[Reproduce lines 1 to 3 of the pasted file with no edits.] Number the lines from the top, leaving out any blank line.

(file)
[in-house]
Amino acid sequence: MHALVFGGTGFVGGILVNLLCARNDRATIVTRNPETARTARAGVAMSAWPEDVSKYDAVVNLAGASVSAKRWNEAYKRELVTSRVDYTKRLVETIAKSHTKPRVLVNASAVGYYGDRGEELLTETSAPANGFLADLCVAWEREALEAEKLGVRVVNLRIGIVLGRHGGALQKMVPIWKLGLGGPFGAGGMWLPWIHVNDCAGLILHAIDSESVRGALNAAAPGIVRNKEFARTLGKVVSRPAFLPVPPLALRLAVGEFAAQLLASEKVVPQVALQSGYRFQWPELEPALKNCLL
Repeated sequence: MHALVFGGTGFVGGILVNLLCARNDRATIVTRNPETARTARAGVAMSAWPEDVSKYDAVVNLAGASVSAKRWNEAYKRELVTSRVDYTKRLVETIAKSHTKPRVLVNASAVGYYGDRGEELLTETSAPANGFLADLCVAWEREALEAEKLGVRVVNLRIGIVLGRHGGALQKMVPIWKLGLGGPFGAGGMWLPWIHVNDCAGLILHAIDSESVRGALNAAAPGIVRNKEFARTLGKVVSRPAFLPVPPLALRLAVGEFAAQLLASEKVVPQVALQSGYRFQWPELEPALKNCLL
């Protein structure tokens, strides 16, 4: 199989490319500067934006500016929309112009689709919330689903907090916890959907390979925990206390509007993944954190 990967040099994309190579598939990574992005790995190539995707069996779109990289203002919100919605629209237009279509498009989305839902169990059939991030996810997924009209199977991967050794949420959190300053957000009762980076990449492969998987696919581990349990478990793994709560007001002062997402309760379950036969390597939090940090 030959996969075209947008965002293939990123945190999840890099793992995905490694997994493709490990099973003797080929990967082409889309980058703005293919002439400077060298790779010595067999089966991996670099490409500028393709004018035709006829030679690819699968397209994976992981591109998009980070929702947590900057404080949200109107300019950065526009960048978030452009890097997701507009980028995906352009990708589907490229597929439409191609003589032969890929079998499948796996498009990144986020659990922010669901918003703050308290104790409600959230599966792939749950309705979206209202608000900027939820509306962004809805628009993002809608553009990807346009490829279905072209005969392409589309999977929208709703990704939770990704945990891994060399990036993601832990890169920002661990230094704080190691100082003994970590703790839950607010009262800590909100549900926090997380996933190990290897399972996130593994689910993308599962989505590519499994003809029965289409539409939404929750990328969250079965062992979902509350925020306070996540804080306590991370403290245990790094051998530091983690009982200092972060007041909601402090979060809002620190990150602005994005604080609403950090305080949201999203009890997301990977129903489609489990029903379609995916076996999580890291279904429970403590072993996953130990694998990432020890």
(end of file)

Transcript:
[in-house]
Amino acid sequence: MHALVFGGTGFVGGILVNLLCARNDRATIVTRNPETARTARAGVAMSAWPEDVSKYDAVVNLAGASVSAKRWNEAYKRELVTSRVDYTKRLVETIAKSHTKPRVLVNASAVGYYGDRGEELLTETSAPANGFLADLCVAWEREALEAEKLGVRVVNLRIGIVLGRHGGALQKMVPIWKLGLGGPFGAGGMWLPWIHVNDCAGLILHAIDSESVRGALNAAAPGIVRNKEFARTLGKVVSRPAFLPVPPLALRLAVGEFAAQLLASEKVVPQVALQSGYRFQWPELEPALKNCLL
Repeated sequence: MHALVFGGTGFVGGILVNLLCARNDRATIVTRNPETARTARAGVAMSAWPEDVSKYDAVVNLAGASVSAKRWNEAYKRELVTSRVDYTKRLVETIAKSHTKPRVLVNASAVGYYGDRGEELLTETSAPANGFLADLCVAWEREALEAEKLGVRVVNLRIGIVLGRHGGALQKMVPIWKLGLGGPFGAGGMWLPWIHVNDCAGLILHAIDSESVRGALNAAAPGIVRNKEFARTLGKVVSRPAFLPVPPLALRLAVGEFAAQLLASEKVVPQVALQSGYRFQWPELEPALKNCLL